“Therefore we must pay much closer attention to what we have heard, lest we drift away from it . . . How shall we escape if we neglect such a great salvation?” (Hebrews 2: 1, 3, ESV).
As I write, I am waiting for a repairman to arrive. No, nothing is broken, but I’m doing some preventive maintenance. I have friends who don’t see the need of paying a service call if everything still works. That penny-pinching can end up costing more in repairs than paying for a seasonal checkup. In some instances, the neglected maintenance creates an unsafe, even deadly, situation. Do you really want to drive a car with worn-out brakes? Or heat your home with a furnace giving off carbon monoxide? Or ignore sparks from frayed electrical wiring? Yet some do disregard those types of repairs, and eventually learn the danger of their neglect.
It is sad to watch a house deteriorate because its owner has allowed maintenance to go undone. It doesn’t take long for a once beautiful dwelling to become shabby and broken-down. It is even sadder, however, to watch someone’s spiritual house deteriorate because they neglected the wellbeing of their soul. What makes it even more distressing is when that person is a parent. When the things of God are neglected within the home, the children grow up without the spiritual training they need to develop their own strong relationship with the Lord.
Although the apostle Paul had no natural children, he became a spiritual father to many. One of those was Timothy, a young man with a Greek father and a believing Jewish mother. The first mention of Timothy is found in Acts 16 during Paul’s second missionary journey. They became coworkers and brothers in Christ, but Paul also became a mentor-father to the younger man. Paul invested in Timothy’s life and taught him the necessity of holding fast to the things of God. Paul’s words to Timothy are just as vital to us today.Materialism, busyness, too much media time, lack of personal discipline, and a love of the world can cause us to neglect the things of God. Click To Tweet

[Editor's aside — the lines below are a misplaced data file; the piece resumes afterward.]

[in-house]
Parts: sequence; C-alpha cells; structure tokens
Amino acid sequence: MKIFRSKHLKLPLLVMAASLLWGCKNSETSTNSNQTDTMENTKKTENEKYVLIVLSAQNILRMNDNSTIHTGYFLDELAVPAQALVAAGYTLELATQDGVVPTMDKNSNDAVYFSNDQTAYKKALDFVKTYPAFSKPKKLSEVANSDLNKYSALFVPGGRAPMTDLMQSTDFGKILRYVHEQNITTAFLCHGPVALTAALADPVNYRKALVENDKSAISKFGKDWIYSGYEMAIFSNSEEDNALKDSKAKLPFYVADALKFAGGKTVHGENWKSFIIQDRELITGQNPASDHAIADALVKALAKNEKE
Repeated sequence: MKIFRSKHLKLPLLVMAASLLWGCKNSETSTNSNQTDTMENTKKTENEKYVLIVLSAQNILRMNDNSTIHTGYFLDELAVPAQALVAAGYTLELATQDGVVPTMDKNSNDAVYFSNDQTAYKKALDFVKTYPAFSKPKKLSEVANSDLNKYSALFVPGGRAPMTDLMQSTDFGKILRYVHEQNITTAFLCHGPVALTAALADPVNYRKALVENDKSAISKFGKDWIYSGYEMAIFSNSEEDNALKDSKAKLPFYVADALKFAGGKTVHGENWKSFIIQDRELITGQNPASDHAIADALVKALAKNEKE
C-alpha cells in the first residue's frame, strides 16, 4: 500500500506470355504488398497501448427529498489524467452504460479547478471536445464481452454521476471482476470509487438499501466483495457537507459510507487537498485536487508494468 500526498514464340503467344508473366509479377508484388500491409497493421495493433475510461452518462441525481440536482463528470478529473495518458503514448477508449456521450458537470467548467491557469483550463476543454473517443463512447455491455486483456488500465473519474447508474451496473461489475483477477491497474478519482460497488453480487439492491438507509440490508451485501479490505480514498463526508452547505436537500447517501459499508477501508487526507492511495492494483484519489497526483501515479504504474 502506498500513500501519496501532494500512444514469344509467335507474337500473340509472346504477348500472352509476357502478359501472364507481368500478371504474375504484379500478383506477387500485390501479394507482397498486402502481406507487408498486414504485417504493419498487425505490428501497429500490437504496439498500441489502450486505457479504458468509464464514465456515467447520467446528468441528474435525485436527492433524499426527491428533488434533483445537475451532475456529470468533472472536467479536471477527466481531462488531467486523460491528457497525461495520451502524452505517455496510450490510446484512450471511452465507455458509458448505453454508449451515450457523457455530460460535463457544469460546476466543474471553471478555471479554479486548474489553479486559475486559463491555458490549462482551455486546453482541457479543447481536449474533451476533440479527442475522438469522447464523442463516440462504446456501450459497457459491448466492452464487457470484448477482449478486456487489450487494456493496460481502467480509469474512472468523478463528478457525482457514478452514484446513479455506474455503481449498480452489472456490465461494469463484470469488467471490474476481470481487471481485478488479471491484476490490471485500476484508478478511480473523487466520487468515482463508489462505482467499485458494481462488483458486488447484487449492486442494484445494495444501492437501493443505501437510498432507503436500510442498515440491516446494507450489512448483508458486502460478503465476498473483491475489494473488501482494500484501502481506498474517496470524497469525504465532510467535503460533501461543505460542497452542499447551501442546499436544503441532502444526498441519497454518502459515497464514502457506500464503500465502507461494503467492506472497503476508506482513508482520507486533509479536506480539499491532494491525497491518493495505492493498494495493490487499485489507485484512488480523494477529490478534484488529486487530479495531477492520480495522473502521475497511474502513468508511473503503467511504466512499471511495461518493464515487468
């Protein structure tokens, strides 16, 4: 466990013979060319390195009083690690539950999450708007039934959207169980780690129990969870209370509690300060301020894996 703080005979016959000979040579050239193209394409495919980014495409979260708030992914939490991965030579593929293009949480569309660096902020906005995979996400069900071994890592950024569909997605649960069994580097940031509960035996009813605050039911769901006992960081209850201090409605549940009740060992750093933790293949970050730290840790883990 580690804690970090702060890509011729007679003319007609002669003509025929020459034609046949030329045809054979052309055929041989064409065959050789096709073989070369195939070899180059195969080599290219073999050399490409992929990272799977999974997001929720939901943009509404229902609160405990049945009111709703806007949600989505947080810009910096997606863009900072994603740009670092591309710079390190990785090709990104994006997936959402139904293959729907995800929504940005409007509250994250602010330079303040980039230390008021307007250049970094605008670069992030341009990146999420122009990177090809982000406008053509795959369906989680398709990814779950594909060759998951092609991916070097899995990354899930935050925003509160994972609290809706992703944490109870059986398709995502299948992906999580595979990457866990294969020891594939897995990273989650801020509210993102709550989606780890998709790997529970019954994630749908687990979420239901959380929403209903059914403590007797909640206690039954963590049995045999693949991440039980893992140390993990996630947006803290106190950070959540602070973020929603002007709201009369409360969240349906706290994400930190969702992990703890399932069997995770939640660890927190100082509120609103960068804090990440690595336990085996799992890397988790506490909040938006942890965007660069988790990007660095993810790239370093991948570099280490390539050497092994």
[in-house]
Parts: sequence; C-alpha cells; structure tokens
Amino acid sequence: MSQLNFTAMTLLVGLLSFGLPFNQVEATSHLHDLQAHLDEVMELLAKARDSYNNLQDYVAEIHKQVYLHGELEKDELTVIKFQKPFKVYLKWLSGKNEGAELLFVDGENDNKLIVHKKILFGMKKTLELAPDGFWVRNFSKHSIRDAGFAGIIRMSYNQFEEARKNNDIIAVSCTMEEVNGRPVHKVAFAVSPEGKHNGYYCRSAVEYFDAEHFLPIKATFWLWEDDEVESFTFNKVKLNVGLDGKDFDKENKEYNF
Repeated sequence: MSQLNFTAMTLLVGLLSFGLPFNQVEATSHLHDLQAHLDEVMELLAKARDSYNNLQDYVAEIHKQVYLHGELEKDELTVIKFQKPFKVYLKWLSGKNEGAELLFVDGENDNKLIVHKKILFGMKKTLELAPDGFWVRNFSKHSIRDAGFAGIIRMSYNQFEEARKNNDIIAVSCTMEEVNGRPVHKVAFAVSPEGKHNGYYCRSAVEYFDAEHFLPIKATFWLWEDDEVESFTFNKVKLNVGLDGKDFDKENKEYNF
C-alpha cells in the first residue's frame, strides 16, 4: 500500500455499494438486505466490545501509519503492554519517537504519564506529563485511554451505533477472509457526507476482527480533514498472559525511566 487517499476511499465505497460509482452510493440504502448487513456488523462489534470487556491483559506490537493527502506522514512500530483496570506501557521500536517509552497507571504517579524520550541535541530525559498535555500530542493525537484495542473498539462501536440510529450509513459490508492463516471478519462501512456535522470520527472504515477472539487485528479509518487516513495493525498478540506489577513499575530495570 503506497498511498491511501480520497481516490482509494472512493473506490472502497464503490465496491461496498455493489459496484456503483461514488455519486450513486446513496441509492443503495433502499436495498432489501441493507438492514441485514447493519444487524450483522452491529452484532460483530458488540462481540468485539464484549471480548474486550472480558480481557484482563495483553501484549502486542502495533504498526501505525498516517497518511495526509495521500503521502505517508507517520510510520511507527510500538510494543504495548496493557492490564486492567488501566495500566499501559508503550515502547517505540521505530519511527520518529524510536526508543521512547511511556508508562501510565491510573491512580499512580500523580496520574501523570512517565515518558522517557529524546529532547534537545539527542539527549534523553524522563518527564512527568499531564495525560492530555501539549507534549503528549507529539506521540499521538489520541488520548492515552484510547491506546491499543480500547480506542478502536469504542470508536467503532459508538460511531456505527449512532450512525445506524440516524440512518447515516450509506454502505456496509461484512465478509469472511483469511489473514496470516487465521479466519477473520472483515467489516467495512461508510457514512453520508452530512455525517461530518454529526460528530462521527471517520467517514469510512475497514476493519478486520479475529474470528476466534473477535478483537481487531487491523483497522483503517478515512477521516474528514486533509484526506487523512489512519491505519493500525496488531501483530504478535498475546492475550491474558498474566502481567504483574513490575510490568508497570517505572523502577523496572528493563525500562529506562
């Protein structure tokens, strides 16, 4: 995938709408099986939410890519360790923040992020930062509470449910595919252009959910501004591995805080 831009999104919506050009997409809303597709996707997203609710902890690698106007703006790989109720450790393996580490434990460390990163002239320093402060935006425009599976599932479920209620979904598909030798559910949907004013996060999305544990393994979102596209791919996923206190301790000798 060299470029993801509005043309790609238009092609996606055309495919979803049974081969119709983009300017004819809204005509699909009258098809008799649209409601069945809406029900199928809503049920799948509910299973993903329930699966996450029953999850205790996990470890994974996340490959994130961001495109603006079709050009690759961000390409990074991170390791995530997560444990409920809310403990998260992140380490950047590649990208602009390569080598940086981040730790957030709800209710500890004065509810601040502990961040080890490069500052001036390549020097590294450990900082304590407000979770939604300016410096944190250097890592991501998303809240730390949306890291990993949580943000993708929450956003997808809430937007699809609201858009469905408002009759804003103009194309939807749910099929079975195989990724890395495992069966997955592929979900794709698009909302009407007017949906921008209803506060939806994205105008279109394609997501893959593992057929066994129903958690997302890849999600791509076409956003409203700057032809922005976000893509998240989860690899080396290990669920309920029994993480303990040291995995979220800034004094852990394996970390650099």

How to Avoid Drifting Away: Pay Attention
“Till I come, give attention to reading, to exhortation, to doctrine.
“Do not neglect the gift that is in you, which was given to you by prophecy with the laying on of the hands of the eldership.”
Do not neglect the gift that is in you, which was given to you by prophecy with the laying on of the hands of the eldership. Meditate on these things; give yourself entirely to them, that your progress may be evident to all. Take heed to yourself and to the doctrine. Continue in them, for in doing this you will save both yourself and those who hear you” (II Timothy 2:13-16, NKJV).
Materialism, busyness, too much media time, lack of personal discipline, and a love of the world can cause us to neglect the things of God. I wonder if some become careless with personal devotion and faithful church attendance because they lost their delight in the things of God. If joy is missing, serving God becomes drudgery. It is something to think about.
Hebrews 2:1–3 admonishes us to pay attention, so we will not drift away. Drifting is a gradual thing, sometimes almost imperceptible, and that is dangerous. It is time to do a little self-check to see if we are neglecting this great salvation. It’s maintenance time!
Lord, if I become careless and begin to drift away from You, get my attention. Pull me back to a place of safety and restore my joy in serving You.
Mary Loudermilk of Hazelwood, Missouri, thinks every day holds the opportunity to enjoy a new adventure, meet new people, and explore new places. Her greatest adventure is walking with God and discovering His plans for her life.
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(A version of this content originally appeared in Reflections.)